Frequently asked questions
Answers to the most frequently asked questions concerning retirement.
Early retirement can be taken from the age of 58. The conversion rate depends on age and reduces in the event of early retirement. The earlier retirement is taken, the lower the accumulated retirement capital and the lower the age-related conversion rate.
If you want to continue working, continued cover is possible until the age of 70. Continued cover and deferred retirement beyond normal retirement age (64 for women, 65 for men) are possible on request, providing the employee continues to work without interruption and his/her employer authorises continued cover. Beyond the age of 65, only the savings-related contribution needs to be paid, with the risk-related contribution no longer required.
- You only work on a part-time basis (50%) from the age of 60 and receive a partial (50%) pension (in the form of annuities, a lump sum or partial annuity/partial lump sum payment).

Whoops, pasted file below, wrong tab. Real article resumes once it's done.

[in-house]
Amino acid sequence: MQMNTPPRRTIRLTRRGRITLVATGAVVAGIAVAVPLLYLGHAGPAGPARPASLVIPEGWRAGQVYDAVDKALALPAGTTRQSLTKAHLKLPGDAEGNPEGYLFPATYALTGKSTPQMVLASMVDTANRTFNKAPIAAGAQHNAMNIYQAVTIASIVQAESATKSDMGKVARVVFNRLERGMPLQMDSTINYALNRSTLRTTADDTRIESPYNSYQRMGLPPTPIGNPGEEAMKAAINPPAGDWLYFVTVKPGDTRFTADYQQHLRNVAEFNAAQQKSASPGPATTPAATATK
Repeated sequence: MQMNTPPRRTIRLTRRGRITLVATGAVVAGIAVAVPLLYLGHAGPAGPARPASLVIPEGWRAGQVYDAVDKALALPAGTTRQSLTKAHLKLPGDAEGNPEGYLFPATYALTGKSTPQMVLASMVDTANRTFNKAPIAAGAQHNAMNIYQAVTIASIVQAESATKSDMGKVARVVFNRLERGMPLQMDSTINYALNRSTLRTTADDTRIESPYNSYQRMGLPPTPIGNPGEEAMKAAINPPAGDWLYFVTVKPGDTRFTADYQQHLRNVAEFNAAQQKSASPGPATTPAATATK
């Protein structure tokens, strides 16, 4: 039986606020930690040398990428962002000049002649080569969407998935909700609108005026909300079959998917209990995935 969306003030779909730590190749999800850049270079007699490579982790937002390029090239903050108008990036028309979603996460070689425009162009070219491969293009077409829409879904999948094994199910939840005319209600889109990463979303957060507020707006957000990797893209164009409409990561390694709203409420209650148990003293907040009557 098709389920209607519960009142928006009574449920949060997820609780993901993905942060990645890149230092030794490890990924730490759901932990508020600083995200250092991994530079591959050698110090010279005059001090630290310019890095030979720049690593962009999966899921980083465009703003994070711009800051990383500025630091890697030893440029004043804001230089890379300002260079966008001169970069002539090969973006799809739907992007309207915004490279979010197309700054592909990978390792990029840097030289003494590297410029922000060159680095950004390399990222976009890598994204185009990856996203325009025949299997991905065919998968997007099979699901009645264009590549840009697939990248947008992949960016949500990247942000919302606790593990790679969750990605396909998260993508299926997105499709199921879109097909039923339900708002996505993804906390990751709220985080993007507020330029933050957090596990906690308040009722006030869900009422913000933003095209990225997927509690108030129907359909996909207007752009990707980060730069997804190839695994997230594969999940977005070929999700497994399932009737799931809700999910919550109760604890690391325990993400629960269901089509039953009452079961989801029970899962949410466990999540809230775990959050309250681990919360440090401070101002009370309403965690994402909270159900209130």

- You only work on a part-time basis (70%) from the age of 60 and receive a partial pension of 30%. From the age of 63, you further reduce your working hours by 30% and are entitled to a further partial annuity of 30%. At the age of 65, you stop working completely and receive the corresponding pension amount.
- You can also choose to receive all or part of your pension in the form of a lump sum. You must inform the provider of your choice three months prior to effective retirement, using the Pension payment form. Failure to comply with this deadline will result in your pension being paid in the form of annuities. To help you choose between annuities or a lump sum, you can consult our information leaflet.
Each dependent child under the age of 18 (25 in the case of apprenticeship or ongoing education) gives the pension-holder entitlement to a child's annuity. It is generally equivalent to 20% of the pension annuity paid.